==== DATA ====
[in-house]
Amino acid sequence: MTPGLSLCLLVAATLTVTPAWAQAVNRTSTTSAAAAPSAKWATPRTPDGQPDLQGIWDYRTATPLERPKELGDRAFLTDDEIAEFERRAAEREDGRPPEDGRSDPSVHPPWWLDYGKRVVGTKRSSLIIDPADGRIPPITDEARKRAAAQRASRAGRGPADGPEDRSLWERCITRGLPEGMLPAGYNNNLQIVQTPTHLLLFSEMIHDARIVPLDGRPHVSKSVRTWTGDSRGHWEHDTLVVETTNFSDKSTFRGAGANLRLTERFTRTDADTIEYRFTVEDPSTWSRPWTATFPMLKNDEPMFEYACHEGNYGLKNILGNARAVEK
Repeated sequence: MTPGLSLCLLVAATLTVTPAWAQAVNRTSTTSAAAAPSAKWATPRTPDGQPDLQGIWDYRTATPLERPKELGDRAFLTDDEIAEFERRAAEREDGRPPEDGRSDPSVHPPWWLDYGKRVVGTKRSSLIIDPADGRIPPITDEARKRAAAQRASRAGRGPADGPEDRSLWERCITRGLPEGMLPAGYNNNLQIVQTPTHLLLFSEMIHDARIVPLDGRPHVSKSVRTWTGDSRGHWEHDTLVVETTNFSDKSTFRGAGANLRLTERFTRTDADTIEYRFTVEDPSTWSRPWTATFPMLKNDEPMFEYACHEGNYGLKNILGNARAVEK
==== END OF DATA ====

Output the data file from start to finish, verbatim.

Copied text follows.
[in-house]
Amino acid sequence: MTPGLSLCLLVAATLTVTPAWAQAVNRTSTTSAAAAPSAKWATPRTPDGQPDLQGIWDYRTATPLERPKELGDRAFLTDDEIAEFERRAAEREDGRPPEDGRSDPSVHPPWWLDYGKRVVGTKRSSLIIDPADGRIPPITDEARKRAAAQRASRAGRGPADGPEDRSLWERCITRGLPEGMLPAGYNNNLQIVQTPTHLLLFSEMIHDARIVPLDGRPHVSKSVRTWTGDSRGHWEHDTLVVETTNFSDKSTFRGAGANLRLTERFTRTDADTIEYRFTVEDPSTWSRPWTATFPMLKNDEPMFEYACHEGNYGLKNILGNARAVEK
Repeated sequence: MTPGLSLCLLVAATLTVTPAWAQAVNRTSTTSAAAAPSAKWATPRTPDGQPDLQGIWDYRTATPLERPKELGDRAFLTDDEIAEFERRAAEREDGRPPEDGRSDPSVHPPWWLDYGKRVVGTKRSSLIIDPADGRIPPITDEARKRAAAQRASRAGRGPADGPEDRSLWERCITRGLPEGMLPAGYNNNLQIVQTPTHLLLFSEMIHDARIVPLDGRPHVSKSVRTWTGDSRGHWEHDTLVVETTNFSDKSTFRGAGANLRLTERFTRTDADTIEYRFTVEDPSTWSRPWTATFPMLKNDEPMFEYACHEGNYGLKNILGNARAVEK